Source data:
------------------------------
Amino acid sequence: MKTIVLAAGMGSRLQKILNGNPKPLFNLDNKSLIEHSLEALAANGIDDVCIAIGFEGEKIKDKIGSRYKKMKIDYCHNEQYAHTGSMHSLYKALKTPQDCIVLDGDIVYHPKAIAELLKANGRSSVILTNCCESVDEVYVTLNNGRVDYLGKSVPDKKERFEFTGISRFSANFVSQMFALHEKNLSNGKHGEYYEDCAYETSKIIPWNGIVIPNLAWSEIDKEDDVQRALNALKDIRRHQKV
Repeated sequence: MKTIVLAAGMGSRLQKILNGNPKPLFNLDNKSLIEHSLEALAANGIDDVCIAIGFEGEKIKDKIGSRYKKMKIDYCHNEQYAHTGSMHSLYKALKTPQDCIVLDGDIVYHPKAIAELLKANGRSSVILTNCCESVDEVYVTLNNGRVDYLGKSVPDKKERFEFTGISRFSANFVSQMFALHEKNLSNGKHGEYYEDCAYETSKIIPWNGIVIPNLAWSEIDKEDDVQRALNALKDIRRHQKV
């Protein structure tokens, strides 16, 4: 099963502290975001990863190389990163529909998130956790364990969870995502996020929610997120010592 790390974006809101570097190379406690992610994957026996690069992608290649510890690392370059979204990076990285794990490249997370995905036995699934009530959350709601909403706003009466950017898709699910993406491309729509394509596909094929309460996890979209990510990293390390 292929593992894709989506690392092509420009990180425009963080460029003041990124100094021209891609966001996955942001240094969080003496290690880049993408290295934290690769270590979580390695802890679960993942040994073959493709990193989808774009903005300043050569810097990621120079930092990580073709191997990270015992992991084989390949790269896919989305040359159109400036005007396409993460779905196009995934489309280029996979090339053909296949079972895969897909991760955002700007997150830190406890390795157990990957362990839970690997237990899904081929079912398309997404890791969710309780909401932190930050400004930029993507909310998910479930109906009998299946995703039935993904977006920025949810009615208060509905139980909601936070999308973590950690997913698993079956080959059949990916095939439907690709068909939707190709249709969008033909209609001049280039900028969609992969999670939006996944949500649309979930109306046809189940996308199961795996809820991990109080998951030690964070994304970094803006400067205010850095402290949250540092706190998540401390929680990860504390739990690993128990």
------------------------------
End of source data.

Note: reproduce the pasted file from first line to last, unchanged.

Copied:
Amino acid sequence: MKTIVLAAGMGSRLQKILNGNPKPLFNLDNKSLIEHSLEALAANGIDDVCIAIGFEGEKIKDKIGSRYKKMKIDYCHNEQYAHTGSMHSLYKALKTPQDCIVLDGDIVYHPKAIAELLKANGRSSVILTNCCESVDEVYVTLNNGRVDYLGKSVPDKKERFEFTGISRFSANFVSQMFALHEKNLSNGKHGEYYEDCAYETSKIIPWNGIVIPNLAWSEIDKEDDVQRALNALKDIRRHQKV
Repeated sequence: MKTIVLAAGMGSRLQKILNGNPKPLFNLDNKSLIEHSLEALAANGIDDVCIAIGFEGEKIKDKIGSRYKKMKIDYCHNEQYAHTGSMHSLYKALKTPQDCIVLDGDIVYHPKAIAELLKANGRSSVILTNCCESVDEVYVTLNNGRVDYLGKSVPDKKERFEFTGISRFSANFVSQMFALHEKNLSNGKHGEYYEDCAYETSKIIPWNGIVIPNLAWSEIDKEDDVQRALNALKDIRRHQKV
């Protein structure tokens, strides 16, 4: 099963502290975001990863190389990163529909998130956790364990969870995502996020929610997120010592 790390974006809101570097190379406690992610994957026996690069992608290649510890690392370059979204990076990285794990490249997370995905036995699934009530959350709601909403706003009466950017898709699910993406491309729509394509596909094929309460996890979209990510990293390390 292929593992894709989506690392092509420009990180425009963080460029003041990124100094021209891609966001996955942001240094969080003496290690880049993408290295934290690769270590979580390695802890679960993942040994073959493709990193989808774009903005300043050569810097990621120079930092990580073709191997990270015992992991084989390949790269896919989305040359159109400036005007396409993460779905196009995934489309280029996979090339053909296949079972895969897909991760955002700007997150830190406890390795157990990957362990839970690997237990899904081929079912398309997404890791969710309780909401932190930050400004930029993507909310998910479930109906009998299946995703039935993904977006920025949810009615208060509905139980909601936070999308973590950690997913698993079956080959059949990916095939439907690709068909939707190709249709969008033909209609001049280039900028969609992969999670939006996944949500649309979930109306046809189940996308199961795996809820991990109080998951030690964070994304970094803006400067205010850095402290949250540092706190998540401390929680990860504390739990690993128990």